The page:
How to Switch Out (and Store) Your SIM Card When You Travel

One of the benefits of having an unlocked iPhone is that you can switch out your SIM card when you travel. International phone plans are expensive, and it’s often much cheaper to buy a new card and a local data plan than to pay a daily or monthly fee or per-use rate to your carrier.


Fri, 22 Mar 2019 12:45:00 +0000 BlogLikes - Find Most Popular Blogs Iphone Sim Cards Travel Hacks Travel
How to register for your honeymoon

Life doesn’t get boring the moment you say “I do” — in fact, it’s about to get much better. No more Tinder, for one, so you’ll now actually have conversations that stretch deeper than your upcoming promotion at work and the sweet deal you found on that uptown apartment. Getting married also means that you can take that trip to the one destination that you and your partner lie in bed at night talking about. And, you don’t even have to pay for it — your friends and loved ones will gladly foot the bill. All you have to do is trade in that wedding registry for a honeymoon registry. It’s the ultimate way to Marie Kondo your wedding, because how much joy is that new toaster actually going to spark? Here’s everything you need to know about registering for your honeymoon.

It works like Kickstarter. Honeyfund honeymoon registry

Photo: Honeyfund/Facebook

A honeymoon registry is pretty simple to set up. There are a number of sites where you can register, Honeyfund being the most well-known. The process is similar to running a Kickstarter or GoFundMe campaign. Create your account and you’ll be prompted to build items that wedding attendees can donate toward. The more you have the trip planned out in advance, the smoother this process will go. Try to develop a general idea of how much the trip will cost, and break the items down with the goal of reaching that amount. Unlike Kickstarter, Honeyfund won’t leave you empty handed on your wedding day if your effort falls a bit short — you get the money whether or not you reach the total goal.

Once you’re ready to send out the registry, you can direct people to your campaign. They can then select which item they’d like to donate to. Don’t freak out if you’re two months from the wedding and only 25 percent funded. People are procrastinators. Plan to see a rush of donations in the final weeks, even days, leading up to the close of your campaign. Campaign timing is where the process can get tricky, depending on how soon after the wedding you plan to leave for your trip. If you’re taking off the next morning, be sure to close the campaign early enough that you get the money in time to book your travel. If you want to leave the campaign open until closer to the wedding day, your trip may need to be a delayed honeymoon unless you can front the costs and then repay yourself when the campaign funds come in.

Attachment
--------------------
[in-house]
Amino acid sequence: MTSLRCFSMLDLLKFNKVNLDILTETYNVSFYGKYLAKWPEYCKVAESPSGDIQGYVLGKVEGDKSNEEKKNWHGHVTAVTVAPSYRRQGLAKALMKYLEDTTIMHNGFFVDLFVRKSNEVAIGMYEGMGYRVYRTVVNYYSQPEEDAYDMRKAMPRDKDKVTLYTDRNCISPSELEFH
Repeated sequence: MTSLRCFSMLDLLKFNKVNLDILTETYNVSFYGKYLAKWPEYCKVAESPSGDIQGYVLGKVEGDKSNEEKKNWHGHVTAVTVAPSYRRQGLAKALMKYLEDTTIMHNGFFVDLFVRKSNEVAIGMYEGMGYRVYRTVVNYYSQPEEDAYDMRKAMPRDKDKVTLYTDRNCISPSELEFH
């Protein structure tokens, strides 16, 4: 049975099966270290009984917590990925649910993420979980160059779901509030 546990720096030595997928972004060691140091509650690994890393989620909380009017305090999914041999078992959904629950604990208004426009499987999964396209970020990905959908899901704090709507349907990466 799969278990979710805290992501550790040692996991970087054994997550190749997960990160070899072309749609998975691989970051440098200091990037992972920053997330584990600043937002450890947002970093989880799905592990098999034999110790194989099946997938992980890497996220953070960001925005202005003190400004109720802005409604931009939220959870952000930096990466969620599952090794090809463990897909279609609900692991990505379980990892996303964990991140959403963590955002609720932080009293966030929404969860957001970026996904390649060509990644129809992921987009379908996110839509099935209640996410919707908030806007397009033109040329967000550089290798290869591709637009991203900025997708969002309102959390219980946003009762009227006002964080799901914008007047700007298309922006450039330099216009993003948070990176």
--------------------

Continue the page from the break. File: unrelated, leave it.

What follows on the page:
The registry shouldn’t cost anything to set up — if a site tries to charge you an upfront fee, you probably want to consider shopping around. Honeyfund, for example, only charges you on the backend when you receive the money, and even that is dependant on how you receive it. For example, if you want a direct deposit into your bank account, the fee is 2.8 percent plus 30 cents per deposit. On a $100 deposit, you’d pay $3.10. This is likely how you’ll receive the money, though there is a hack you can employ — if someone wishes to write you a check or give you cash instead of donating through the site, you can handle that offline and avoid any charge at all, and then mark the cost toward your end goal manually in your account.

People want to donate to specific parts of your trip. Happy young couple sitting on road looking in camera

Photo: wavebreakmedia/Shutterstock

Part of what makes buying a wedding gift satisfying is that the gift fulfills a specific need that the couple has. You should adopt this same mentality with your honeymoon registry. People are far less inclined to donate into a general pot than they are to donate toward one thing, like a night in the honeymoon suite or a safari tour. They’re giving you money, so give them the satisfaction of knowing what it’s for. Sit down with your partner and list out your itinerary with notes on how much each step will cost, and then create the registry around it, from start to finish.

Make sure there are multiple levels of donations. Consider noting on more expensive items that you aren’t expecting someone to pay for the entire cost, but that multiple people can donate toward the item, for example, your airfare or the cost of an all-inclusive resort. Then, create items that are smaller like a dinner or a museum tour. Having fun options like a splurge on street food is a good idea too because it gives someone the option of donating a small amount and knowing that, in theory at least, that’s where their money went.

Get ready to explain your trip over and over. Couple enjoys beautiful scenery in New Zealand

Photo: SkyImages/Shutterstock